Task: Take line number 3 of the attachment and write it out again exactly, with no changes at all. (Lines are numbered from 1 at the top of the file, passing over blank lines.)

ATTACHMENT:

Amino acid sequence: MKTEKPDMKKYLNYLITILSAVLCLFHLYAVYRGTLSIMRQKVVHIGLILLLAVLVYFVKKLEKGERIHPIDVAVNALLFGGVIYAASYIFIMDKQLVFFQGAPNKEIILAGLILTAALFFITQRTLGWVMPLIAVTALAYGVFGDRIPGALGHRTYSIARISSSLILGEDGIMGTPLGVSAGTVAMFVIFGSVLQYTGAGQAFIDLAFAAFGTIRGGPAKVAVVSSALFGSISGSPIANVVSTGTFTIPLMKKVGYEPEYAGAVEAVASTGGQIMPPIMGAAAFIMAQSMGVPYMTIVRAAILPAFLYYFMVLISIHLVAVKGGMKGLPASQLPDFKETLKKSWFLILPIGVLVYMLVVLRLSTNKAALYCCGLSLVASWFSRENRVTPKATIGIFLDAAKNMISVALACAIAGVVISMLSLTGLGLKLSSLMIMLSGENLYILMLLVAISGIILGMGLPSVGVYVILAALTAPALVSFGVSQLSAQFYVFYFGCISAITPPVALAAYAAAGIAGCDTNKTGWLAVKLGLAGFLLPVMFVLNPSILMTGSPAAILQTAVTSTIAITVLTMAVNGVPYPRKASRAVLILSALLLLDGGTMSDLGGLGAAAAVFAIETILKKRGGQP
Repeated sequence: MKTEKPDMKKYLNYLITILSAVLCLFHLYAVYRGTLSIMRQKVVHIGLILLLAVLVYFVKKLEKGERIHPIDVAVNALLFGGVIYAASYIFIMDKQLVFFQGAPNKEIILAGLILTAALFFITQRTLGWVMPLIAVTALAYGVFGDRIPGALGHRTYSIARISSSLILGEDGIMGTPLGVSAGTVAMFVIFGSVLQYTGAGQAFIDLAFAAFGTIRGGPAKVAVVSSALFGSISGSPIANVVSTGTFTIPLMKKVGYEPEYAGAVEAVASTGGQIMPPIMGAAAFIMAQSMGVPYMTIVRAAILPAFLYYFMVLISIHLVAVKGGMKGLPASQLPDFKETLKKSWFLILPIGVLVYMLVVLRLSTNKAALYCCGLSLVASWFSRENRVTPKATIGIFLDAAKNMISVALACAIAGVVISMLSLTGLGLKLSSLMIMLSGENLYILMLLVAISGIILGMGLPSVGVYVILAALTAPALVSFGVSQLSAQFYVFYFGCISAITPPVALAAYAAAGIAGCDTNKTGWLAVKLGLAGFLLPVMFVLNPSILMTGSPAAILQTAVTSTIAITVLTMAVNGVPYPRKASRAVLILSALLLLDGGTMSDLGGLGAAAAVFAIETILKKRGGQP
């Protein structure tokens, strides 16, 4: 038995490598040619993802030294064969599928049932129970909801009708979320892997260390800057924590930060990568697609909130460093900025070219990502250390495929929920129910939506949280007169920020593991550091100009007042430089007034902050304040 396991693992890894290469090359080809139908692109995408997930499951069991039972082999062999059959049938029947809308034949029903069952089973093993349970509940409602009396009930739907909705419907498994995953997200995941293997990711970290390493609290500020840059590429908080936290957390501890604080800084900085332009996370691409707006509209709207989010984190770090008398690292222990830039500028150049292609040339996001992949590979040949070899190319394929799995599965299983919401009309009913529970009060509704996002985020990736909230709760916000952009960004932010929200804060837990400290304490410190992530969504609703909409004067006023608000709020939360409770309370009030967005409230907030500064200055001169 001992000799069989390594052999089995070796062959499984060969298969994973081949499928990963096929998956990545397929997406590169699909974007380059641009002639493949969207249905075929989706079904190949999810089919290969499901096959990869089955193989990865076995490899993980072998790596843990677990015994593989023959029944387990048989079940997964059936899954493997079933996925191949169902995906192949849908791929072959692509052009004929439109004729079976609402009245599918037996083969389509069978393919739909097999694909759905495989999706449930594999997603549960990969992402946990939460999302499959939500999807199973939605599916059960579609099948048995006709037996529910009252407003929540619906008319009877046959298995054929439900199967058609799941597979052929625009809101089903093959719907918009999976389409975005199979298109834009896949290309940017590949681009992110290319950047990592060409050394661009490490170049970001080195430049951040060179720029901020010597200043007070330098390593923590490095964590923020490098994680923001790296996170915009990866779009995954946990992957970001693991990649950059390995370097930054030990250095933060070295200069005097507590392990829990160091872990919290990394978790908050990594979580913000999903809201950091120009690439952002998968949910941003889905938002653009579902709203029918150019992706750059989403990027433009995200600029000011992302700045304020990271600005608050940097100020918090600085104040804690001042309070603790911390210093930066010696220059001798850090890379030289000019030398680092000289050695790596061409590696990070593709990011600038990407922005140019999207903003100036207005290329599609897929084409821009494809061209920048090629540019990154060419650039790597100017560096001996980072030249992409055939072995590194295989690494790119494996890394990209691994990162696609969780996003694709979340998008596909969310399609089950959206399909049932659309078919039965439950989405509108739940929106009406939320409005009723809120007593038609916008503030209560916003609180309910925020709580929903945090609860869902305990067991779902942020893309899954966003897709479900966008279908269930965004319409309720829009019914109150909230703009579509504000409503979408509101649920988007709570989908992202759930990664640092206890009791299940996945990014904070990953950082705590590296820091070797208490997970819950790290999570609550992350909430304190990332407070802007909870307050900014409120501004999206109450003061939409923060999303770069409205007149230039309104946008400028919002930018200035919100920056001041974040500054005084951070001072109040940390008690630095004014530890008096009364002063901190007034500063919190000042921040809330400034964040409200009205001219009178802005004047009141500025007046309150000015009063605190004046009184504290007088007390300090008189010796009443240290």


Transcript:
């Protein structure tokens, strides 16, 4: 038995490598040619993802030294064969599928049932129970909801009708979320892997260390800057924590930060990568697609909130460093900025070219990502250390495929929920129910939506949280007169920020593991550091100009007042430089007034902050304040 396991693992890894290469090359080809139908692109995408997930499951069991039972082999062999059959049938029947809308034949029903069952089973093993349970509940409602009396009930739907909705419907498994995953997200995941293997990711970290390493609290500020840059590429908080936290957390501890604080800084900085332009996370691409707006509209709207989010984190770090008398690292222990830039500028150049292609040339996001992949590979040949070899190319394929799995599965299983919401009309009913529970009060509704996002985020990736909230709760916000952009960004932010929200804060837990400290304490410190992530969504609703909409004067006023608000709020939360409770309370009030967005409230907030500064200055001169 001992000799069989390594052999089995070796062959499984060969298969994973081949499928990963096929998956990545397929997406590169699909974007380059641009002639493949969207249905075929989706079904190949999810089919290969499901096959990869089955193989990865076995490899993980072998790596843990677990015994593989023959029944387990048989079940997964059936899954493997079933996925191949169902995906192949849908791929072959692509052009004929439109004729079976609402009245599918037996083969389509069978393919739909097999694909759905495989999706449930594999997603549960990969992402946990939460999302499959939500999807199973939605599916059960579609099948048995006709037996529910009252407003929540619906008319009877046959298995054929439900199967058609799941597979052929625009809101089903093959719907918009999976389409975005199979298109834009896949290309940017590949681009992110290319950047990592060409050394661009490490170049970001080195430049951040060179720029901020010597200043007070330098390593923590490095964590923020490098994680923001790296996170915009990866779009995954946990992957970001693991990649950059390995370097930054030990250095933060070295200069005097507590392990829990160091872990919290990394978790908050990594979580913000999903809201950091120009690439952002998968949910941003889905938002653009579902709203029918150019992706750059989403990027433009995200600029000011992302700045304020990271600005608050940097100020918090600085104040804690001042309070603790911390210093930066010696220059001798850090890379030289000019030398680092000289050695790596061409590696990070593709990011600038990407922005140019999207903003100036207005290329599609897929084409821009494809061209920048090629540019990154060419650039790597100017560096001996980072030249992409055939072995590194295989690494790119494996890394990209691994990162696609969780996003694709979340998008596909969310399609089950959206399909049932659309078919039965439950989405509108739940929106009406939320409005009723809120007593038609916008503030209560916003609180309910925020709580929903945090609860869902305990067991779902942020893309899954966003897709479900966008279908269930965004319409309720829009019914109150909230703009579509504000409503979408509101649920988007709570989908992202759930990664640092206890009791299940996945990014904070990953950082705590590296820091070797208490997970819950790290999570609550992350909430304190990332407070802007909870307050900014409120501004999206109450003061939409923060999303770069409205007149230039309104946008400028919002930018200035919100920056001041974040500054005084951070001072109040940390008690630095004014530890008096009364002063901190007034500063919190000042921040809330400034964040409200009205001219009178802005004047009141500025007046309150000015009063605190004046009184504290007088007390300090008189010796009443240290």